Escort: A Disco Band With a Built-In Party

[caption id="attachment_20128" align="aligncenter" width="640" caption="Escort photo courtesy of Girlie Action. Photo: Lenny Tso"][/caption]

"It's basically a party wherever we go," says guitarist and co-founder Dan Balis of Escort. "With so many of us, we'd have fun even if we weren't playing a show." The revelers Balis is referring to here are the seventeen-person ensemble that makes up Escort's NY-based disco-boogie dance act. It's a setup of four vocalists, two guitars and a bass, a three-piece string section, a drum kit augmented by two additional percussionists, a sax, keyboard, trombone, and trumpet. In fact, the group is so expansive that they almost never practice together and generally only hear full tracks when they're sharing a stage. "We have to put spreadsheets together just to put together section rehearsals," says the group's co-founder Eugene Cho, laughing. "I don't think we've ever had a full rehearsal that everyone's been able to make it to."

Cocaine Blues by Escort Records

The group didn't start out as a massive party though. At the beginning Balis and Cho, friends from their college years at Vassar, were a simple two-person studio project focused on house edits and other dance fare. As musicians themselves, they soon decided to ditch computerized instrumentals and recruited friends to record live in their respective studios. The collaboration eventually led to a row of self-released 12-inches that included instant underground hits "Starlight" in 2006 and the synth-infused, cowbell laden sing-a-long "All Through the Night" a year later -- the latter came with a music video that turned one of Jim Henson's Muppet Theater into a swinging dance fête. Both were early favorites of dance DJs and led to Escort's debut show at MoMA's PS1 Warm Up series. It was actually the first time the entire ensemble performed together. Escort went relatively quiet and spent most of the next three years in the studio. Meanwhile, the disco-revival became a full-blown movement. In 2010 the group finally resurfaced with talk of a self-titled album and the debut of "Cocaine Blues," the band's reinterpretation of Dillinger's 1976 classic "Cocaine in My Brain." As for the time that it took to make the album, the duo blames their obsessive aim for perfection. "We've always sweated the details," says Balis. "We wanted everything feel like a single on it's own. Or something that DJs could actually see themselves playing."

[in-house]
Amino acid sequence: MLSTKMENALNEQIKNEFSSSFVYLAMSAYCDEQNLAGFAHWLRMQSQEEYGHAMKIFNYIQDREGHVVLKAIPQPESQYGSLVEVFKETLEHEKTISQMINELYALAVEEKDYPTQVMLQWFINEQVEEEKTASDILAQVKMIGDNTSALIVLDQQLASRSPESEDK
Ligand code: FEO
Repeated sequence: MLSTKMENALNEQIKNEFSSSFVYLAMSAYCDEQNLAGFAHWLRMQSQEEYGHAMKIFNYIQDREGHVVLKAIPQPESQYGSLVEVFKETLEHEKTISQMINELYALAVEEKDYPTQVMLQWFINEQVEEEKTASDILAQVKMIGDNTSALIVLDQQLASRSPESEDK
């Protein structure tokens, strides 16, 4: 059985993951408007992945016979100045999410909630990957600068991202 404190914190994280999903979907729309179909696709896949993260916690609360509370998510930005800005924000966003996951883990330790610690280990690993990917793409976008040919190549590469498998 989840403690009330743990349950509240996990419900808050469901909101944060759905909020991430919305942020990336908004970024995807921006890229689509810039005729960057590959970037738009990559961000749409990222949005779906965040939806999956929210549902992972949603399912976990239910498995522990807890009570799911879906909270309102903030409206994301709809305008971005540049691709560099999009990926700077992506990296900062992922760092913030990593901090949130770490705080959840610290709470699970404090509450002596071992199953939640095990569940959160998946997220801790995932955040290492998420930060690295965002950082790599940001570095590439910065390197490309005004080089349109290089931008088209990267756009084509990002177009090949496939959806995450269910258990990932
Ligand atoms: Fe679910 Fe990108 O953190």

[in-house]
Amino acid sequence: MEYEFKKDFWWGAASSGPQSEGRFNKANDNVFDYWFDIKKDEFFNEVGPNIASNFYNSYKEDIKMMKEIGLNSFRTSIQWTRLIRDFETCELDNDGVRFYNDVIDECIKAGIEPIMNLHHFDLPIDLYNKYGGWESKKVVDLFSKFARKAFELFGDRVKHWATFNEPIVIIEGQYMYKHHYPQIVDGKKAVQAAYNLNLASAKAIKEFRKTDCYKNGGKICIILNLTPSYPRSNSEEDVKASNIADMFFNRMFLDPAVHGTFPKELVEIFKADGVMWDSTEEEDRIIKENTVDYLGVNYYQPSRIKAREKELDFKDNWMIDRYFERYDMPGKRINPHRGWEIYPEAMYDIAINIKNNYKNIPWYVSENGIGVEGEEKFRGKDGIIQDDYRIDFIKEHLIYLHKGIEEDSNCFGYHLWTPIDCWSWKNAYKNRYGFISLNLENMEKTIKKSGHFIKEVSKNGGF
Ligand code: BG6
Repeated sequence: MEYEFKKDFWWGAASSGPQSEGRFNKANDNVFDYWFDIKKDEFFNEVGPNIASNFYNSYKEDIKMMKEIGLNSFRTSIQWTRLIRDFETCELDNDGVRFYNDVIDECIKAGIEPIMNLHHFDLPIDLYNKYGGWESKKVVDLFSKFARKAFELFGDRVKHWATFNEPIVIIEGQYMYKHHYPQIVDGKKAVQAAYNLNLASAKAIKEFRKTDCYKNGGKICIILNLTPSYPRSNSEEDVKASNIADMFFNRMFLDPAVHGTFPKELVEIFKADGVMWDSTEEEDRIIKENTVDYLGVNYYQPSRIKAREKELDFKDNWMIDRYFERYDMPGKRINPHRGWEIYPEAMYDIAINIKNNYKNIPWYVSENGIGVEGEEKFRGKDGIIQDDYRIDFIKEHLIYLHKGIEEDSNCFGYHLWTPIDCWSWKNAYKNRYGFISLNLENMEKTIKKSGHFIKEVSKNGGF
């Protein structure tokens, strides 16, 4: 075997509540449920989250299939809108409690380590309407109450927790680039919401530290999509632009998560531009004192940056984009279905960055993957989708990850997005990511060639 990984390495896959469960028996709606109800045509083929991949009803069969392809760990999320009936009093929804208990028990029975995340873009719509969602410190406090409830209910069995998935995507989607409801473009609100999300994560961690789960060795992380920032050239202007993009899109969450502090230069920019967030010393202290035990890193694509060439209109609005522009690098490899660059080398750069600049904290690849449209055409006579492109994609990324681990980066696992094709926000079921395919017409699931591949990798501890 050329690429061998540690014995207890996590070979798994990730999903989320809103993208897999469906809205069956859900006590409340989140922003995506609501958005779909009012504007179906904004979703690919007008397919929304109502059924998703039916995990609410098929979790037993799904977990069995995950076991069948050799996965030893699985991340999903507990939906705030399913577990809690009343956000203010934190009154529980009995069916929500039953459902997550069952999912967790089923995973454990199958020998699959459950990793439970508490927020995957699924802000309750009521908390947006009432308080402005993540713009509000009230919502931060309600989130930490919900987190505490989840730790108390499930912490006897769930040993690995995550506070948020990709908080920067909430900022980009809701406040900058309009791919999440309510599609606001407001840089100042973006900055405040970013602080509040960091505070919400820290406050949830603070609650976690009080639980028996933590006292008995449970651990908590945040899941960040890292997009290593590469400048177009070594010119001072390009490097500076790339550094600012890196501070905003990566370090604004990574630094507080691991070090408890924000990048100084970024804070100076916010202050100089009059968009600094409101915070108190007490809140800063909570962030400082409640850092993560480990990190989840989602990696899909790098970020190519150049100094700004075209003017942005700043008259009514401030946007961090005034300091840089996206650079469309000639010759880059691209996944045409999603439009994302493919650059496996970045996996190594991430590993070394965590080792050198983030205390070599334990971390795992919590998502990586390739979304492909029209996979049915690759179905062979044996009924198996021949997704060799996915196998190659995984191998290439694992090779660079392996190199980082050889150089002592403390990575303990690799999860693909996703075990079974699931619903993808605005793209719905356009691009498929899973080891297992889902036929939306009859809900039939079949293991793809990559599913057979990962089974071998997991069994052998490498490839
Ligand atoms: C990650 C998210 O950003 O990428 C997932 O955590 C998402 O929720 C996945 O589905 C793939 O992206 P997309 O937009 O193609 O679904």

In turn the album sounds much like a best-of compilation, mostly because it includes previously released favorites "All Through the Night," "Love in Indigo," and "Starlight." Otherwise, the eleven-track LP features the band's signature pep via funky basslines, big-band horns, and silken vocals courtesy of the leading songstress Adeline Michele, along with singers Joy Dragland, Karlie Bruce, and Angelica Allen. "With vocal disco, it's important to have a story, a soul, a real human touch," explains Cho. Not only do Michele's hooks play a significant part in keeping Escort from being a retro-disco act (lyrics were never a defining part of the movement's glory days), but the stories of love, nightlife, hometown pride, and idle daydreaming further separate the group from the minimal / sample-friendly vocal loops of their peers. Sure, most of their work would feel most at home in a house or disco set alongside their progenitors and inspiration like Kid Kreole and the Coconuts, but they've left room for interpretation, too. There are nods of Sharon Jones-esque funk and soul, balearic beats, and even New Wave in their songs. Take "Karawane," for example. The tensely-woven track unfolds into a bongo-accented, tribal chant with references to both the Talking Heads (they reference "I Zimbra") and George Krantz's "Din Da Da." It's this kind of experimental curiosity and production nerdery that pervades their work, reflecting their disco roots while keeping current. As far as they're concerned, what they're doing isn't anything new either. "Disco never went away," says Cho. "It just changed names and went different different directions." Luckily, there's enough room in Escort to follow all of them.

Escort's self-titled debut is out now digitally and arrives in physical form on January 31 via Escort Records.